Entrepreneurial Operating System Quotes

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A third entrepreneurial contribution is risk. While labor gets paid its fixed wage, the entrepreneurs take all the risk. Entrepreneurs might do well, but they might also lose money, ending up worse than they were before they started. The worker’s risk is much lower: at worst, he’s out of a job and doesn’t get additional wages. No one, however, asks the worker to receive wages only if the company does well, or to give back wages to help the company meet its obligations. So these distinctive entrepreneurial contributions—ideas, organization, and risk—are very different from “labor,” indeed they involve the establishing of a system that then enables labor to function. If labor gets paid “wages” in return for its contributions, entrepreneurs get paid “profits” in return for theirs. There is nothing inherently unfair about that, even when the profits are substantial, since without entrepreneurs, the workers would not have their jobs. Moreover, the parking lot guy seems to be suffering from an optical illusion. He thinks that he is doing the work of parking the car, but he is merely the last man in a chain of employees who are getting this particular job done. The parking lot guy wonders, “All I got paid was $100. Where did the rest of the money go?” Well, it went to all the other people who created and designed, and continue to maintain and manage a resort property in which it is feasible to charge $25 per day to park a car. Instead of wallowing in his grievances, and voting for Obama, the parking lot guy would do better for himself if he asked, “How can I become one of the managers?” or “How can I start a company that builds and operates parking lots?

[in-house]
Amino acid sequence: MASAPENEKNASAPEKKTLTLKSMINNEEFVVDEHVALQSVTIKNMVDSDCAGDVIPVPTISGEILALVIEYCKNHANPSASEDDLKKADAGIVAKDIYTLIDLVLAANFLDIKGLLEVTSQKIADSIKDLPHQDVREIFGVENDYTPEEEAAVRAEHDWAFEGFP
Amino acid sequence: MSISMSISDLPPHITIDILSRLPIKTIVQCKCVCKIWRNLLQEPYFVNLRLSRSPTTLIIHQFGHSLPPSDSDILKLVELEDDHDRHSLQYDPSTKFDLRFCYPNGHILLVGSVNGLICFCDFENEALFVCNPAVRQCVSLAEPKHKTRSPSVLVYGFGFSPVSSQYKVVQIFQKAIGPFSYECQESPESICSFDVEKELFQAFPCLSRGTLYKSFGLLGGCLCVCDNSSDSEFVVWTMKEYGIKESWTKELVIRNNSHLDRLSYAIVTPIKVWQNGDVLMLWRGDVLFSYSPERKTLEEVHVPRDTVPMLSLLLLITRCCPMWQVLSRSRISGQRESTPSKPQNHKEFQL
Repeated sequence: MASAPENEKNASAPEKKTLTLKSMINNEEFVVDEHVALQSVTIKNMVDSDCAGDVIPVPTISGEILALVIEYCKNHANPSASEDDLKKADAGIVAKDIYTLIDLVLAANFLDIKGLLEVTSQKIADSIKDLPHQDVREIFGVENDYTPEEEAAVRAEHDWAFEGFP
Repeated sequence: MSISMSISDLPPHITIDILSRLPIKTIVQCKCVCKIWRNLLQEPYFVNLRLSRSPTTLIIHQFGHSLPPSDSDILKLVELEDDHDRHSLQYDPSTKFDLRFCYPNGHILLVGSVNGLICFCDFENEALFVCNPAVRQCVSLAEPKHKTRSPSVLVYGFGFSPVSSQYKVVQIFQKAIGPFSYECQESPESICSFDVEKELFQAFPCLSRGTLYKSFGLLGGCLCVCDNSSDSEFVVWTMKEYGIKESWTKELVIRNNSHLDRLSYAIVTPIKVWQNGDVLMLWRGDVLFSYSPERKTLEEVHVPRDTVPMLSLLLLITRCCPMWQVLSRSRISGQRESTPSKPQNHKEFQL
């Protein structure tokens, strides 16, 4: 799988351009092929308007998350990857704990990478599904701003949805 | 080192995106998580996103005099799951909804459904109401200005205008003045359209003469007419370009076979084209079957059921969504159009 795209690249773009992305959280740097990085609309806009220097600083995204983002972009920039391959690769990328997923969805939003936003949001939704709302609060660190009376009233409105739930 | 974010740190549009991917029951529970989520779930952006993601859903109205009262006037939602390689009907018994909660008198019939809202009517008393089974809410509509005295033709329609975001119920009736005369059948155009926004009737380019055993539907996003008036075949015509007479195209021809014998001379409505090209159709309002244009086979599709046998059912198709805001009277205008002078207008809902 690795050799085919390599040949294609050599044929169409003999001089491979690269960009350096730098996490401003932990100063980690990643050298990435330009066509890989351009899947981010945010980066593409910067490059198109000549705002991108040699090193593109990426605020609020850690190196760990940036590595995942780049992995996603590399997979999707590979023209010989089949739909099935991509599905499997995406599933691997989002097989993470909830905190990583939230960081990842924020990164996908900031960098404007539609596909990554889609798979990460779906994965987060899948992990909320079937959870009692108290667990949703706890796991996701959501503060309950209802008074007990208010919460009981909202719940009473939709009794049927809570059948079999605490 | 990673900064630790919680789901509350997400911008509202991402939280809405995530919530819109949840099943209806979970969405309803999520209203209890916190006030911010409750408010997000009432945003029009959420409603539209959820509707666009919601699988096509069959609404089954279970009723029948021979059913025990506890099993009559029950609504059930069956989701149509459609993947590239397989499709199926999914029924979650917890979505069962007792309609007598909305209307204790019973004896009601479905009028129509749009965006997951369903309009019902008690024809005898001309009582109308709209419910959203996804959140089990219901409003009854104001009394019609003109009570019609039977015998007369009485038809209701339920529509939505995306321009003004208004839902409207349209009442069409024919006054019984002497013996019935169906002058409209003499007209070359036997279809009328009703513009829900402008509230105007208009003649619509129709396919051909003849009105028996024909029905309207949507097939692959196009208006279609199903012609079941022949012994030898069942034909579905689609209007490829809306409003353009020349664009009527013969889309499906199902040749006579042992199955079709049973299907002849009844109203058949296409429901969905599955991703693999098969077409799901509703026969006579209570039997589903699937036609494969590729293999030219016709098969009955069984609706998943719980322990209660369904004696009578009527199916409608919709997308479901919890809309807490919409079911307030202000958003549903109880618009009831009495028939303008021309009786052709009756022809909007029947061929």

Dinesh D'Souza (America: Imagine a World Without Her)
This model, which Kotter calls a dual operating system, restores the speed and innovation of the entrepreneurial network while leveraging the benefits and stability of the hierarchical system.
Richard Knaster (SAFe 5.0 Distilled: Achieving Business Agility with the Scaled Agile Framework)
a good goal, or good objective, flows out of a process of problem solving. A good objective has the form of a task—set up operations in Australia, work with a particular customer to solve a product quality problem, create a breakaway team to focus on developing a better waterproof coating, and so on. Starting with unsupported goals—like gain market share—lacks entrepreneurial insight and tries to get performance by flogging the system.
Richard P. Rumelt (The Crux: How Leaders Become Strategists)
In all, the next big things of the early nineteenth century—enabling man to travel through and over nature in new ways, with steamboats, canals, and railroads—began as intricate public/private partnerships. The government activities of setting in place the infrastructure, reconciling federal and state laws, permitting limited liability, and defining and balancing the conflicts of property rights, evolved into the operating system of its economy, upon which was placed the dynamic layer of free-market creativity and the vibrant applications of entrepreneurial activity.
Bhu Srinivasan (Americana: A 400-Year History of American Capitalism)